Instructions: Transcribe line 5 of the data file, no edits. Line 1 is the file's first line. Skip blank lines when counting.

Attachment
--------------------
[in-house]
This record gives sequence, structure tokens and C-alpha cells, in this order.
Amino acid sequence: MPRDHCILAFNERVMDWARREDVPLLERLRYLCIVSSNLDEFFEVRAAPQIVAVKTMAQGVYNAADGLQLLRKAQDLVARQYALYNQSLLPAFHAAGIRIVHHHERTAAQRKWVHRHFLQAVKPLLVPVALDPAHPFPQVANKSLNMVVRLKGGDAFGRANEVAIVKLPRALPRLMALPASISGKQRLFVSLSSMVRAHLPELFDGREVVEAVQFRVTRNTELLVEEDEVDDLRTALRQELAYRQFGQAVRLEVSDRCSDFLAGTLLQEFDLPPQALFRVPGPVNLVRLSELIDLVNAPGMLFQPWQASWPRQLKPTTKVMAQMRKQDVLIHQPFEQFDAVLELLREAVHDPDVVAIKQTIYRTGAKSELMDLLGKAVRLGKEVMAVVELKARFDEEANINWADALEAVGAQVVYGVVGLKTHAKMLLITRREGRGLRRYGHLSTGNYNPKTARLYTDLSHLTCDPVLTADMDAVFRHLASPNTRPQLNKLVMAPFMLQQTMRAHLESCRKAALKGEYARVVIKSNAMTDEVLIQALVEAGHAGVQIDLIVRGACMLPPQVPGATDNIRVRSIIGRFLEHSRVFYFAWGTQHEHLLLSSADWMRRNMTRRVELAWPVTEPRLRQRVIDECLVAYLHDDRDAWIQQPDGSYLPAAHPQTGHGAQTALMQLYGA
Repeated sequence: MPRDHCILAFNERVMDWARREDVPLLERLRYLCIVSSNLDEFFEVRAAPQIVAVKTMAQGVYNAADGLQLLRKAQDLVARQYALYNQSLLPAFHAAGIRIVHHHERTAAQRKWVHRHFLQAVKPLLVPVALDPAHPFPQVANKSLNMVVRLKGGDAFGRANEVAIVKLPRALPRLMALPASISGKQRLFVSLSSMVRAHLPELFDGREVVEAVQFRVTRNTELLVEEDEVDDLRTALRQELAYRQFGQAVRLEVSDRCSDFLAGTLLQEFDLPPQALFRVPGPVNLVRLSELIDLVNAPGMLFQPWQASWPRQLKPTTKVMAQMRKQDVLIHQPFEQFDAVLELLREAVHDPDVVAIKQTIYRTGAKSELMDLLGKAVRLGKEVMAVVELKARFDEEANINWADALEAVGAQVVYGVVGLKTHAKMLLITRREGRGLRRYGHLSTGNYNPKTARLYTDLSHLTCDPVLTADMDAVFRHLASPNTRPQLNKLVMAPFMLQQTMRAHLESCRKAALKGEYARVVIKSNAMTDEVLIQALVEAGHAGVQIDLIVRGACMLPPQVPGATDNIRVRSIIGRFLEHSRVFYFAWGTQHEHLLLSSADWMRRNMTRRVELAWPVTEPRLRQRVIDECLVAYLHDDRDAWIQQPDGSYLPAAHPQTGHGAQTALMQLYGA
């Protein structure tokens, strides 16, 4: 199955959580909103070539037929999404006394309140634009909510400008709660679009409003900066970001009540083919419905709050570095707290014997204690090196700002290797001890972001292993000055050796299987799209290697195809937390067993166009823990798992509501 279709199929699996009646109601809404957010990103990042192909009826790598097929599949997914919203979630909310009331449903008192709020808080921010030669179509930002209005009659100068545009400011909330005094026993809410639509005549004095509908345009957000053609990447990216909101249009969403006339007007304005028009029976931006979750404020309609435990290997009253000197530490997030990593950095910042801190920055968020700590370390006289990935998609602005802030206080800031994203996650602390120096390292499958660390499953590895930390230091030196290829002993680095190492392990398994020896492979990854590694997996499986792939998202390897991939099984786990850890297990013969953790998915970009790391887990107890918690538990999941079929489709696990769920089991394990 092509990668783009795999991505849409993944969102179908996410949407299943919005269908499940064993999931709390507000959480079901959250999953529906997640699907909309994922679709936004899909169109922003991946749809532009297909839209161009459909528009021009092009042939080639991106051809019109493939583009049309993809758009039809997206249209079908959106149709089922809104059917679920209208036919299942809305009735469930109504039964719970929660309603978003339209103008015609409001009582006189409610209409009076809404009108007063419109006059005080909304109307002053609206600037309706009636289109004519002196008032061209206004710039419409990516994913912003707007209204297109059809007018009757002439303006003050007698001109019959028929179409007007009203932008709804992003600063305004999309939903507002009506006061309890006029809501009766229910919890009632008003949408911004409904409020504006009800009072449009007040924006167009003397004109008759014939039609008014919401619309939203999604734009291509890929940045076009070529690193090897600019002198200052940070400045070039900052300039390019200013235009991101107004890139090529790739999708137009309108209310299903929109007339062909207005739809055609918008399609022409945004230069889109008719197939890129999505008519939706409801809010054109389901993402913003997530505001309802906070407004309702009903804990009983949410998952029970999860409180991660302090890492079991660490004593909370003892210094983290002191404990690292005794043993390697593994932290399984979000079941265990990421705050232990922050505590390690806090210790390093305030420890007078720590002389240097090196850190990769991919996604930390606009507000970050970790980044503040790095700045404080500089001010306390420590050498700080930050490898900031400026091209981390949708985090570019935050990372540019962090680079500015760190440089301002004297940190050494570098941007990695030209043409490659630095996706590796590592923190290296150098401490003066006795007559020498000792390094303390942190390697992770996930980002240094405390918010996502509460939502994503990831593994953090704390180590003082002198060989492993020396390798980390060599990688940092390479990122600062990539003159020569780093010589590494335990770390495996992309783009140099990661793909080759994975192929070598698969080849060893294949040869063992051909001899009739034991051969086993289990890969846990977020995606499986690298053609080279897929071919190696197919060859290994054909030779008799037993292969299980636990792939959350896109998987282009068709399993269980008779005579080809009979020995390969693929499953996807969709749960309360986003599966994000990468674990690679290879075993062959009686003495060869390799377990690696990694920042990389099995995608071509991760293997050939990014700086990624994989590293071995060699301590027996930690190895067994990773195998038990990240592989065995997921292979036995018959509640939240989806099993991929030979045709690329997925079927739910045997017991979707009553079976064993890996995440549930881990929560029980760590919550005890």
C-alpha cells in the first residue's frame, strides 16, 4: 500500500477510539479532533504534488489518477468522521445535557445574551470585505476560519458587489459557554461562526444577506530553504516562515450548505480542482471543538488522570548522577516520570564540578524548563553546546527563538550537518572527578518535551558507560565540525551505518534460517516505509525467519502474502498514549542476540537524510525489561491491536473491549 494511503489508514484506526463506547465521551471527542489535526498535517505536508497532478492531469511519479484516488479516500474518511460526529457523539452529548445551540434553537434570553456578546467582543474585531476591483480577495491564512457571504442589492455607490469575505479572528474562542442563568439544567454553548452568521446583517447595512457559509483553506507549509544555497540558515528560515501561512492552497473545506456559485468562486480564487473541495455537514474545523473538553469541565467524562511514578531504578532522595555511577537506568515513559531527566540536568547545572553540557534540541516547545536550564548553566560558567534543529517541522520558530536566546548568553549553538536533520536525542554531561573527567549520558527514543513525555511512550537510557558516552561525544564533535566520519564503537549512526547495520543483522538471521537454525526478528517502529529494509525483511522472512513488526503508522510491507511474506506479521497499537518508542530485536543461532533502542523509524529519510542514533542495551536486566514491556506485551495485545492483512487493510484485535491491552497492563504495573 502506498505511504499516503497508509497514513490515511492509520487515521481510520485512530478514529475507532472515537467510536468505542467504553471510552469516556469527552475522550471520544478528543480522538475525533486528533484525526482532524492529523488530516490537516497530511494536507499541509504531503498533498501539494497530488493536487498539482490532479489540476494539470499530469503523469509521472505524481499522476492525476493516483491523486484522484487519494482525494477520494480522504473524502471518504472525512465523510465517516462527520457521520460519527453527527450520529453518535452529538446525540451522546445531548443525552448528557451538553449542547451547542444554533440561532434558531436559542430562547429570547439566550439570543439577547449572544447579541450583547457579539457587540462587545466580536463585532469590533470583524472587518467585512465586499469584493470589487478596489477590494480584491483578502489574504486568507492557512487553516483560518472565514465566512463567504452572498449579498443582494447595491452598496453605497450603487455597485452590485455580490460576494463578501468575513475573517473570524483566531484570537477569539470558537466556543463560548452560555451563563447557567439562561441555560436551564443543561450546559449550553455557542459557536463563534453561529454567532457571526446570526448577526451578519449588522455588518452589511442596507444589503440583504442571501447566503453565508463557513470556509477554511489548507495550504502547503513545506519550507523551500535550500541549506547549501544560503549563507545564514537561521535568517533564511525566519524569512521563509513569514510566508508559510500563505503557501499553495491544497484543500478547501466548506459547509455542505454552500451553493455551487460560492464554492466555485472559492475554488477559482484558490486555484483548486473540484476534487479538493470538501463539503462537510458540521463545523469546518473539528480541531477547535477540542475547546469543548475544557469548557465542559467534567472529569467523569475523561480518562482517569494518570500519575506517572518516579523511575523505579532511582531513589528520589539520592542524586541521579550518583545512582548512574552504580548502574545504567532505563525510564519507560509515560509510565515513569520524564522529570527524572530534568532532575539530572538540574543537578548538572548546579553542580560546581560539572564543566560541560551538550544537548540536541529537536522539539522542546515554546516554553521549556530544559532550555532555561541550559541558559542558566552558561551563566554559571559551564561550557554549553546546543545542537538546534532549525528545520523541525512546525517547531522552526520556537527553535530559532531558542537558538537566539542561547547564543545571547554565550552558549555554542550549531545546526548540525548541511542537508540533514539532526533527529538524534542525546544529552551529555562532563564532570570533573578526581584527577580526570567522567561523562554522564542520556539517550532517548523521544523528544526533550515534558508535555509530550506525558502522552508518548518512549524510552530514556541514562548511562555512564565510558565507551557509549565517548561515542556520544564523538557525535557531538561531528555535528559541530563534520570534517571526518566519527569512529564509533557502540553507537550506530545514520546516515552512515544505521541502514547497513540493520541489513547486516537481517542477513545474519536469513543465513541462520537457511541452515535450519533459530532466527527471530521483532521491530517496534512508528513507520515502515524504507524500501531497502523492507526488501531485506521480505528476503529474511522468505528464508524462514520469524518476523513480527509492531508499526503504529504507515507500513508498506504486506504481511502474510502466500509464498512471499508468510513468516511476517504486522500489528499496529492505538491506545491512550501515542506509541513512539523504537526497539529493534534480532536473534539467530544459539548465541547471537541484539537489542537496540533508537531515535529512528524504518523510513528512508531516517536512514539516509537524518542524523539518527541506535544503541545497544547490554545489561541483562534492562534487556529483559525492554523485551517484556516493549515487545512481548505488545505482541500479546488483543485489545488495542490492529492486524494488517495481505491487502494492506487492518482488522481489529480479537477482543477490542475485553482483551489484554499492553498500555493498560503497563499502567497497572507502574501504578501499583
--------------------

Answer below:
């Protein structure tokens, strides 16, 4: 199955959580909103070539037929999404006394309140634009909510400008709660679009409003900066970001009540083919419905709050570095707290014997204690090196700002290797001890972001292993000055050796299987799209290697195809937390067993166009823990798992509501 279709199929699996009646109601809404957010990103990042192909009826790598097929599949997914919203979630909310009331449903008192709020808080921010030669179509930002209005009659100068545009400011909330005094026993809410639509005549004095509908345009957000053609990447990216909101249009969403006339007007304005028009029976931006979750404020309609435990290997009253000197530490997030990593950095910042801190920055968020700590370390006289990935998609602005802030206080800031994203996650602390120096390292499958660390499953590895930390230091030196290829002993680095190492392990398994020896492979990854590694997996499986792939998202390897991939099984786990850890297990013969953790998915970009790391887990107890918690538990999941079929489709696990769920089991394990 092509990668783009795999991505849409993944969102179908996410949407299943919005269908499940064993999931709390507000959480079901959250999953529906997640699907909309994922679709936004899909169109922003991946749809532009297909839209161009459909528009021009092009042939080639991106051809019109493939583009049309993809758009039809997206249209079908959106149709089922809104059917679920209208036919299942809305009735469930109504039964719970929660309603978003339209103008015609409001009582006189409610209409009076809404009108007063419109006059005080909304109307002053609206600037309706009636289109004519002196008032061209206004710039419409990516994913912003707007209204297109059809007018009757002439303006003050007698001109019959028929179409007007009203932008709804992003600063305004999309939903507002009506006061309890006029809501009766229910919890009632008003949408911004409904409020504006009800009072449009007040924006167009003397004109008759014939039609008014919401619309939203999604734009291509890929940045076009070529690193090897600019002198200052940070400045070039900052300039390019200013235009991101107004890139090529790739999708137009309108209310299903929109007339062909207005739809055609918008399609022409945004230069889109008719197939890129999505008519939706409801809010054109389901993402913003997530505001309802906070407004309702009903804990009983949410998952029970999860409180991660302090890492079991660490004593909370003892210094983290002191404990690292005794043993390697593994932290399984979000079941265990990421705050232990922050505590390690806090210790390093305030420890007078720590002389240097090196850190990769991919996604930390606009507000970050970790980044503040790095700045404080500089001010306390420590050498700080930050490898900031400026091209981390949708985090570019935050990372540019962090680079500015760190440089301002004297940190050494570098941007990695030209043409490659630095996706590796590592923190290296150098401490003066006795007559020498000792390094303390942190390697992770996930980002240094405390918010996502509460939502994503990831593994953090704390180590003082002198060989492993020396390798980390060599990688940092390479990122600062990539003159020569780093010589590494335990770390495996992309783009140099990661793909080759994975192929070598698969080849060893294949040869063992051909001899009739034991051969086993289990890969846990977020995606499986690298053609080279897929071919190696197919060859290994054909030779008799037993292969299980636990792939959350896109998987282009068709399993269980008779005579080809009979020995390969693929499953996807969709749960309360986003599966994000990468674990690679290879075993062959009686003495060869390799377990690696990694920042990389099995995608071509991760293997050939990014700086990624994989590293071995060699301590027996930690190895067994990773195998038990990240592989065995997921292979036995018959509640939240989806099993991929030979045709690329997925079927739910045997017991979707009553079976064993890996995440549930881990929560029980760590919550005890």